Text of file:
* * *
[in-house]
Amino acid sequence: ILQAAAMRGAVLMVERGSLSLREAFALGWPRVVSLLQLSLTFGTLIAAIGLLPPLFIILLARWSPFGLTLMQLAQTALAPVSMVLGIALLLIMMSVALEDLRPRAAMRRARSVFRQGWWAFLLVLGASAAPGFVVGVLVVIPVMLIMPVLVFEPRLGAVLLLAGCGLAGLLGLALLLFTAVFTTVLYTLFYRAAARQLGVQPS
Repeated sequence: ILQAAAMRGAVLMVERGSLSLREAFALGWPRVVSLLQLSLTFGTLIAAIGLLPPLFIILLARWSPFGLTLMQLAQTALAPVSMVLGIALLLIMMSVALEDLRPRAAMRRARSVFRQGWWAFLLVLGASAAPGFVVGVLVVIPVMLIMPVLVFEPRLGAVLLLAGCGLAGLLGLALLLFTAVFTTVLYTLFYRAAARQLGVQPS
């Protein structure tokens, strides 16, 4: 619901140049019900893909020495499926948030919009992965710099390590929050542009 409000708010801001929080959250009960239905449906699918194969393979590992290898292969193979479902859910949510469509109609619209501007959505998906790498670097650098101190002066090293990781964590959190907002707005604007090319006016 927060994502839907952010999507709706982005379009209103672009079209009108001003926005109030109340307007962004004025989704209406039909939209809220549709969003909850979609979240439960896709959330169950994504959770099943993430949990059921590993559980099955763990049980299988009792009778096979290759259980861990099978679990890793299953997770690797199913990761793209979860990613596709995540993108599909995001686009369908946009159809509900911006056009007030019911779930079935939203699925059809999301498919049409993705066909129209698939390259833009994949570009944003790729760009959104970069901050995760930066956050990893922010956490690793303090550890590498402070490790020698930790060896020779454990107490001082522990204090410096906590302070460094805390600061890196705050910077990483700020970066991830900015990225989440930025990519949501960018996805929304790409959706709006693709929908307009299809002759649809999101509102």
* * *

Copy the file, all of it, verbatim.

[in-house]
Amino acid sequence: ILQAAAMRGAVLMVERGSLSLREAFALGWPRVVSLLQLSLTFGTLIAAIGLLPPLFIILLARWSPFGLTLMQLAQTALAPVSMVLGIALLLIMMSVALEDLRPRAAMRRARSVFRQGWWAFLLVLGASAAPGFVVGVLVVIPVMLIMPVLVFEPRLGAVLLLAGCGLAGLLGLALLLFTAVFTTVLYTLFYRAAARQLGVQPS
Repeated sequence: ILQAAAMRGAVLMVERGSLSLREAFALGWPRVVSLLQLSLTFGTLIAAIGLLPPLFIILLARWSPFGLTLMQLAQTALAPVSMVLGIALLLIMMSVALEDLRPRAAMRRARSVFRQGWWAFLLVLGASAAPGFVVGVLVVIPVMLIMPVLVFEPRLGAVLLLAGCGLAGLLGLALLLFTAVFTTVLYTLFYRAAARQLGVQPS
């Protein structure tokens, strides 16, 4: 619901140049019900893909020495499926948030919009992965710099390590929050542009 409000708010801001929080959250009960239905449906699918194969393979590992290898292969193979479902859910949510469509109609619209501007959505998906790498670097650098101190002066090293990781964590959190907002707005604007090319006016 927060994502839907952010999507709706982005379009209103672009079209009108001003926005109030109340307007962004004025989704209406039909939209809220549709969003909850979609979240439960896709959330169950994504959770099943993430949990059921590993559980099955763990049980299988009792009778096979290759259980861990099978679990890793299953997770690797199913990761793209979860990613596709995540993108599909995001686009369908946009159809509900911006056009007030019911779930079935939203699925059809999301498919049409993705066909129209698939390259833009994949570009944003790729760009959104970069901050995760930066956050990893922010956490690793303090550890590498402070490790020698930790060896020779454990107490001082522990204090410096906590302070460094805390600061890196705050910077990483700020970066991830900015990225989440930025990519949501960018996805929304790409959706709006693709929908307009299809002759649809999101509102």